Britons will have either received or will soon receive a text message from the UK government advising them to stay at home following the announcement from Prime Minister Boris Johnson on Monday.
However, the fact that it took the course of a day to be able to send an important message to all UK residents is farcical, especially when other countries have been doing this for years.
Since the end of the Cold War, Britain has not had a way to alert the public during an emergency (with the exception of television, but the rise of the internet makes this less effective with time).
Whilst some of the UK’s air raid sirens remain in place in some parts of the UK, it is perfectly possible to not realise an urgent situation is happening except through word of mouth. Despite the government doing its best to reach the public through public adverts, press conferences and ministerial statements, the government’s message has still fallen through the cracks for some.
Other countries for many years have had a range of different ways to alert the public in the event of a local or national emergency. This can range from ‘amber alerts’ to bring the public’s attention to a child abduction to national televised warnings for an incoming missile attack.
Countries such as the United States, Canada, France, Japan and Australia (as featured above) all have multiple and clear ways of informing the public during a emergency to help save lives, but the UK – despite having a flood season each year – still does not.
That is not to say it was never tested – trials of an national mobile alert system were tested and were well received. 85 percent of people thought it was a good idea and views on intended compliance from such messages were also high, according to a concluding report on the trials.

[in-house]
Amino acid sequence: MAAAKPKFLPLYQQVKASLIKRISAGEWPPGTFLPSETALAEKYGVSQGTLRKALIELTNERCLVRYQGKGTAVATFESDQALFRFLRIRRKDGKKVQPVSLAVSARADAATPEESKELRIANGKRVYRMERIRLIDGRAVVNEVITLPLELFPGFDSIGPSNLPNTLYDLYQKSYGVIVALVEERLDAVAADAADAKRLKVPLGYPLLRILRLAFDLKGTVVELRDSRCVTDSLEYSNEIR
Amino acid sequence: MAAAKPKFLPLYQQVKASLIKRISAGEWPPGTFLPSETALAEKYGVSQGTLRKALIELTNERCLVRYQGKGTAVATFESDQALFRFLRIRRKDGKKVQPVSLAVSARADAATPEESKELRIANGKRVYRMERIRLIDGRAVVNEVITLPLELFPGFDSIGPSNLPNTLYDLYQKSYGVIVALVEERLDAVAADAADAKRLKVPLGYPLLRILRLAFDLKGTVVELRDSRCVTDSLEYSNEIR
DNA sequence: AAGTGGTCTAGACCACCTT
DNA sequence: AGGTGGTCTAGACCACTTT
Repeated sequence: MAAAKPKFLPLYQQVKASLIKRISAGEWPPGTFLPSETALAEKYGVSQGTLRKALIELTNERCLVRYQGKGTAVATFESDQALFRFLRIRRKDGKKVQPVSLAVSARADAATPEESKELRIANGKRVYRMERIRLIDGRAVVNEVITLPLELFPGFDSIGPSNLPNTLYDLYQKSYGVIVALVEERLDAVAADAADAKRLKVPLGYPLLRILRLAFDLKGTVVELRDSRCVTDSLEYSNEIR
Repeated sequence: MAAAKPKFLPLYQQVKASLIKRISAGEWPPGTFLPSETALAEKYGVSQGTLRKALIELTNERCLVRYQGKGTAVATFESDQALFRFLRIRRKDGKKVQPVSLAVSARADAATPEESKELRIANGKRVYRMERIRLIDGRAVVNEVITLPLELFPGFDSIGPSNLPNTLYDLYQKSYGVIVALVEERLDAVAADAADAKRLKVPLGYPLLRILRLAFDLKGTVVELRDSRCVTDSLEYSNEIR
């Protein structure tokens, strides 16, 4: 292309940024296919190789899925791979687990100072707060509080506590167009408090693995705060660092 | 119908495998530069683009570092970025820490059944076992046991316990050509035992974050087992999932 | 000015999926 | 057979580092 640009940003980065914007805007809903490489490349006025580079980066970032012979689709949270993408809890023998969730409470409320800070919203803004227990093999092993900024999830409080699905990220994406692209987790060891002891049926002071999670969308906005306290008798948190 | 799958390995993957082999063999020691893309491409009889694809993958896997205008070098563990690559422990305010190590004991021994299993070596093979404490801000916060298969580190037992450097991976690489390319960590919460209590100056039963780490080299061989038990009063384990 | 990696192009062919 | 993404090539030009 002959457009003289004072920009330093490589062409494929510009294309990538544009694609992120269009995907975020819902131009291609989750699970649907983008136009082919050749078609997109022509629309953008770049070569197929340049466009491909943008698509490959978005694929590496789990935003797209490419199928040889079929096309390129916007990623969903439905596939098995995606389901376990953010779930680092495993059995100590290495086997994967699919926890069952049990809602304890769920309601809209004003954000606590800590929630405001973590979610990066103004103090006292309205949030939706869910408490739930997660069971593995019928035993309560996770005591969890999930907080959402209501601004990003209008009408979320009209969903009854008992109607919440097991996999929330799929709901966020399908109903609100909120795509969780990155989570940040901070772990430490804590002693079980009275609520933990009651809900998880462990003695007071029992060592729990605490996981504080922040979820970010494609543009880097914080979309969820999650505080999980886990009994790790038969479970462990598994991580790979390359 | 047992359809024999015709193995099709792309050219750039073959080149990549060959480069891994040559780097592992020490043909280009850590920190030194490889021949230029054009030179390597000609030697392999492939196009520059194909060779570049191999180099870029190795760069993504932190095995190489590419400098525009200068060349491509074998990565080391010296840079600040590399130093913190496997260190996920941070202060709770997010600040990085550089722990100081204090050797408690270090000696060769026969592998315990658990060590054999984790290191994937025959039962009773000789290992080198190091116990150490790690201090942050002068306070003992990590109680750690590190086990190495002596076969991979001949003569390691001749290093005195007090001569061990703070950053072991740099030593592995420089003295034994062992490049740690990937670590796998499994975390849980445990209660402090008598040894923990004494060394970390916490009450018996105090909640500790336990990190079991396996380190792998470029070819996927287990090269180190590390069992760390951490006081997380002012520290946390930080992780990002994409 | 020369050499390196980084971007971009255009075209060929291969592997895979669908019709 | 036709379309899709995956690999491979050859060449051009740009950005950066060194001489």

But despite the value they would have had in advising people in real time to stop mass gatherings over the weekend, squabbles of who would provide funding have led to inaction for almost seven years.
Cost was the same reason why public information films, such as the infamous ‘AIDS: Don’t Die of Ignorance’ campaign, have not been as prevalent during this outbreak, as the body assigned to producing them (Central Office for Information) was axed in 2011.
Whilst other countries can receive notifications like the one above just minutes after a government decision is agreed, the lack of action from successive governments in the UK has led to a trickling-down of information, which is no longer acceptable in an age of misinformation.
Consecutive governments have gutted their own ability to alert the public in an urgent situation and it will be up to the inquiry that will almost certainly follow this outbreak to uncover how many lives could have been saved and how many cases prevented if such measures had been introduced years ago.